The Suez canal, connecting the Red Sea to the Mediterranean Sea, has created a direct shipping route between the East and the West. However, over the years, the invasive species have increased the risk of extinction for native marine life, while they have also changed the Mediterranean ecosystem with potentially devastating consequences, according to scientists.
A team of scientists from the University of Southampton, Bangor University and the National Oceanography Centre have found out that several artificially introduced species in the coastal waters of southern England, using a genetic technique that could detect early non-native species if adopted more widely.
During his presentation at the last GREEN4SEA Conference, Mr. David Nichol, Senior Loss Prevention Executive, UK P&I Club, provided a brief overview of old and new challenges surrounding biofouling and what is in store for the future.
California recently shared its experience from the first year of enforcing Biofouling Management Regulations, that apply to vessels arriving at California ports from 1 October 2017. The California State Lands Commission emphasised that the International AFS Certificate issued by a vessel’s flag state is not enough to document effectiveness of a vessel’s antifouling coating.
The introduction of invasive aquatic species as a result from international shipping has been identified as a significant threat to the world’s oceans and research suggests that 70-80% of introductions occur through biofouling. Madlene Wangrau of UK P&I Club, discusses how shippers could reduce biofouling risk.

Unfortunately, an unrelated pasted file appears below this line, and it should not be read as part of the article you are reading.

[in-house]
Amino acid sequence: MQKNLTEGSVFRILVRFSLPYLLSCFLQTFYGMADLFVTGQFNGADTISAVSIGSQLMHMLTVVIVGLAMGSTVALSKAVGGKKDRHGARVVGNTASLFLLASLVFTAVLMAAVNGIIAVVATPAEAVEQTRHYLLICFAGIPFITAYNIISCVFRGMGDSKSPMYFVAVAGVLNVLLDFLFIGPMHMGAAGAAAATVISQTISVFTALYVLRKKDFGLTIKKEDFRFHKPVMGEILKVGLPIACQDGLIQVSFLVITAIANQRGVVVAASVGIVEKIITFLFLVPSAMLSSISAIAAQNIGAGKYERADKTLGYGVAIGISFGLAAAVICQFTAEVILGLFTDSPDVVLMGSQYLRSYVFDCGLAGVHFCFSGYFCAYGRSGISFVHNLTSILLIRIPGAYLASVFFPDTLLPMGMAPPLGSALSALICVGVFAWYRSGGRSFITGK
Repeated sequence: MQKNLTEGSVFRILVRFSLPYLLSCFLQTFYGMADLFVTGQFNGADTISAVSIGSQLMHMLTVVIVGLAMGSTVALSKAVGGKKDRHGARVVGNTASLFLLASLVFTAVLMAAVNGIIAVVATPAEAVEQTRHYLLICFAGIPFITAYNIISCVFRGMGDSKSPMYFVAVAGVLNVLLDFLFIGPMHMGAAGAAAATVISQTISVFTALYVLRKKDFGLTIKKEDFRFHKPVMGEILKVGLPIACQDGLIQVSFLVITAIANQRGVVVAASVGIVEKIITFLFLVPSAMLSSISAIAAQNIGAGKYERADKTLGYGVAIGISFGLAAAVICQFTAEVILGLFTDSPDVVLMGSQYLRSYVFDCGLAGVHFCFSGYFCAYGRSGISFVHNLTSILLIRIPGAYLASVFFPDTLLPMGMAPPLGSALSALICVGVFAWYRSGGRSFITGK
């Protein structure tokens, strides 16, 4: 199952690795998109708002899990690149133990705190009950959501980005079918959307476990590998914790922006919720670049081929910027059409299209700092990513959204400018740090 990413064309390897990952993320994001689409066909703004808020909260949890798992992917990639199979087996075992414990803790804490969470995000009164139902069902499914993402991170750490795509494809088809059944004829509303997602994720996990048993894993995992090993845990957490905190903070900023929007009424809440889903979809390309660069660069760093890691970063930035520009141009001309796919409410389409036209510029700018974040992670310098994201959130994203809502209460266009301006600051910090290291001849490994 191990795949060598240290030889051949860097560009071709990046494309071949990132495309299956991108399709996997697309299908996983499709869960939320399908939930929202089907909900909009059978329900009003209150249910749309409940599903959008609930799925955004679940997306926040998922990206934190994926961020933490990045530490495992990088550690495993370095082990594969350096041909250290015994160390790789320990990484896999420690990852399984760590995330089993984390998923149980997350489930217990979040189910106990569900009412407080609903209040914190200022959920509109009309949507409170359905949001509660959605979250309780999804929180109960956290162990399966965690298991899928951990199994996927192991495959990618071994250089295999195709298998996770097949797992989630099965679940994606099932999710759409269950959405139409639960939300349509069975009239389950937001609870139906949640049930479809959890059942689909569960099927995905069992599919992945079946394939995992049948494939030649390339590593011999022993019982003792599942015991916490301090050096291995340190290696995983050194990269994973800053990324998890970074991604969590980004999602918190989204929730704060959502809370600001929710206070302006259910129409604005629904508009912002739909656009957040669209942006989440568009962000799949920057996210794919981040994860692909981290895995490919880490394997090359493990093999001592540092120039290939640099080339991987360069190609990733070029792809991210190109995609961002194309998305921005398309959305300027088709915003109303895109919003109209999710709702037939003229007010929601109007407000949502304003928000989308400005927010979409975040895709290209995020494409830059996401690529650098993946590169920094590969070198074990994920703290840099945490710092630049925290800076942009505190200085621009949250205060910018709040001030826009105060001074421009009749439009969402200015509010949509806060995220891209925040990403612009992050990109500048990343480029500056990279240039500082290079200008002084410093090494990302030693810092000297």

The California State Lands Commission issued a letter to ship agents that might call in California ports, addressing the implementation of biofouling management requirements and reminding of existing reporting requirements.
The introduction of invasive aquatic species associated with global shipping has been identified as a significant threat to the world’s oceans and coastal ecosystems. Research indicates that 70-80% of IAS introductions occur from biofouling and new areas are being invaded.
At the ICS Annual Shipping Conference, IMO Secretary-General Kitack Lim highlighted two important issues on the industry’s current agenda, reducing harmful emissions and dealing with invasive species, stressing that, despite a huge amount of progress, both represent “unfinished business”.
An IMarEST workshop on practical biofouling management strategies was conducted in Melbourne, Australia, on 12-15 September. Biofouling is defined as the undesirable accumulation of aquatic organisms like, plants, algae and animals on ships’ hulls, which pose at risk the conservation of biodiversity.
A new global project aiming to help protect marine ecosystems from the negative effects of invasive aquatic species has been given the go-ahead for preparation, according to IMO. The GloFouling Partnerships project will focus on the implementation of the IMO Guidelines for the control and management of ships’ biofouling.
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